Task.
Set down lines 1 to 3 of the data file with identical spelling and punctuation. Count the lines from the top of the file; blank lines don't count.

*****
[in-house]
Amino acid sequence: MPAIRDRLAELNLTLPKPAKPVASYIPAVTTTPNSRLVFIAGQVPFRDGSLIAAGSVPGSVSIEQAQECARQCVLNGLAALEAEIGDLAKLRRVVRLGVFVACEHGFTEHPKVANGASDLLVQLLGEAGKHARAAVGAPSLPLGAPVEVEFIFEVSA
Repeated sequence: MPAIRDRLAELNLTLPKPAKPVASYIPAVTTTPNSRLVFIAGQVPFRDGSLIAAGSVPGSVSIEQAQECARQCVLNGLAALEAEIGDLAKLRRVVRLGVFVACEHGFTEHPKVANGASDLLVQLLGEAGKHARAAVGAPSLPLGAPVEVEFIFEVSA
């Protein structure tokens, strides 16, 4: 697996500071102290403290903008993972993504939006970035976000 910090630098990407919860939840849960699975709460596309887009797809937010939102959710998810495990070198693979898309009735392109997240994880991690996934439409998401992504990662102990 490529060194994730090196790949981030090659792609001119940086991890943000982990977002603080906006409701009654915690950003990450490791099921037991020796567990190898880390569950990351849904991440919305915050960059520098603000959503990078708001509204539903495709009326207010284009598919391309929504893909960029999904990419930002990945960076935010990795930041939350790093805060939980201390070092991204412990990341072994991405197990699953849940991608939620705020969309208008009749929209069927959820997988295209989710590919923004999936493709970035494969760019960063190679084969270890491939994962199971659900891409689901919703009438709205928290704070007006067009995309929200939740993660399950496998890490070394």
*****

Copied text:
[in-house]
Amino acid sequence: MPAIRDRLAELNLTLPKPAKPVASYIPAVTTTPNSRLVFIAGQVPFRDGSLIAAGSVPGSVSIEQAQECARQCVLNGLAALEAEIGDLAKLRRVVRLGVFVACEHGFTEHPKVANGASDLLVQLLGEAGKHARAAVGAPSLPLGAPVEVEFIFEVSA
Repeated sequence: MPAIRDRLAELNLTLPKPAKPVASYIPAVTTTPNSRLVFIAGQVPFRDGSLIAAGSVPGSVSIEQAQECARQCVLNGLAALEAEIGDLAKLRRVVRLGVFVACEHGFTEHPKVANGASDLLVQLLGEAGKHARAAVGAPSLPLGAPVEVEFIFEVSA